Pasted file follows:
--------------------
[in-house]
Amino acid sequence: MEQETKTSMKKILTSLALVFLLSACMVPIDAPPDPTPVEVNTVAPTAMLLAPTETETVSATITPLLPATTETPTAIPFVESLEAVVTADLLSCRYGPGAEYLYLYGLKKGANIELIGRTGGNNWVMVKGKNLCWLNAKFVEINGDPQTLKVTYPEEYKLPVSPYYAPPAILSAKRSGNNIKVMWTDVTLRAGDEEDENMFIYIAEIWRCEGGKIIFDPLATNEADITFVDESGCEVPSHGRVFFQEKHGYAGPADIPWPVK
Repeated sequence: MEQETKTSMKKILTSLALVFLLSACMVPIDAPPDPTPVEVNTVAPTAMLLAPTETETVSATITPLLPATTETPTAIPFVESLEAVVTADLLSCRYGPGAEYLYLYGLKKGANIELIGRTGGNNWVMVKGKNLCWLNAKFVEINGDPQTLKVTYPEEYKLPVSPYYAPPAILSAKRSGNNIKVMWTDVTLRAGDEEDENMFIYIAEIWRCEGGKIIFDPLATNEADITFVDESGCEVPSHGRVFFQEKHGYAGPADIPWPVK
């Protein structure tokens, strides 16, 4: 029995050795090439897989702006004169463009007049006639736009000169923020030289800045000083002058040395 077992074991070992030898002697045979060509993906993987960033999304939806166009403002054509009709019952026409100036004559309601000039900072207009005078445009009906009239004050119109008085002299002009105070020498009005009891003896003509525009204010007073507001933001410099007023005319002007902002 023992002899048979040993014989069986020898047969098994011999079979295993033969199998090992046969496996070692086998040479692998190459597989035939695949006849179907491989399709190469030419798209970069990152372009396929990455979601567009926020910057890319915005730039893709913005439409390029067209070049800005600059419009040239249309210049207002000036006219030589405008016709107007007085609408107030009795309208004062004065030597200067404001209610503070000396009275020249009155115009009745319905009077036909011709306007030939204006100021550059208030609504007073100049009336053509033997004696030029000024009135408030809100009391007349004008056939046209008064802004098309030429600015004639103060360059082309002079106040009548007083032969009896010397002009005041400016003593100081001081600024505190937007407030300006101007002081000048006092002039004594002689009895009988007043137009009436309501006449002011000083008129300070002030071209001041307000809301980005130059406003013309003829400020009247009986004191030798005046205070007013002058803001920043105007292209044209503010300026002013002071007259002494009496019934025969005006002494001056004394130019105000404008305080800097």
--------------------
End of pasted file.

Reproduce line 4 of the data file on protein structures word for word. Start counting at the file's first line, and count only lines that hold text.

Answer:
């Protein structure tokens, strides 16, 4: 029995050795090439897989702006004169463009007049006639736009000169923020030289800045000083002058040395 077992074991070992030898002697045979060509993906993987960033999304939806166009403002054509009709019952026409100036004559309601000039900072207009005078445009009906009239004050119109008085002299002009105070020498009005009891003896003509525009204010007073507001933001410099007023005319002007902002 023992002899048979040993014989069986020898047969098994011999079979295993033969199998090992046969496996070692086998040479692998190459597989035939695949006849179907491989399709190469030419798209970069990152372009396929990455979601567009926020910057890319915005730039893709913005439409390029067209070049800005600059419009040239249309210049207002000036006219030589405008016709107007007085609408107030009795309208004062004065030597200067404001209610503070000396009275020249009155115009009745319905009077036909011709306007030939204006100021550059208030609504007073100049009336053509033997004696030029000024009135408030809100009391007349004008056939046209008064802004098309030429600015004639103060360059082309002079106040009548007083032969009896010397002009005041400016003593100081001081600024505190937007407030300006101007002081000048006092002039004594002689009895009988007043137009009436309501006449002011000083008129300070002030071209001041307000809301980005130059406003013309003829400020009247009986004191030798005046205070007013002058803001920043105007292209044209503010300026002013002071007259002494009496019934025969005006002494001056004394130019105000404008305080800097």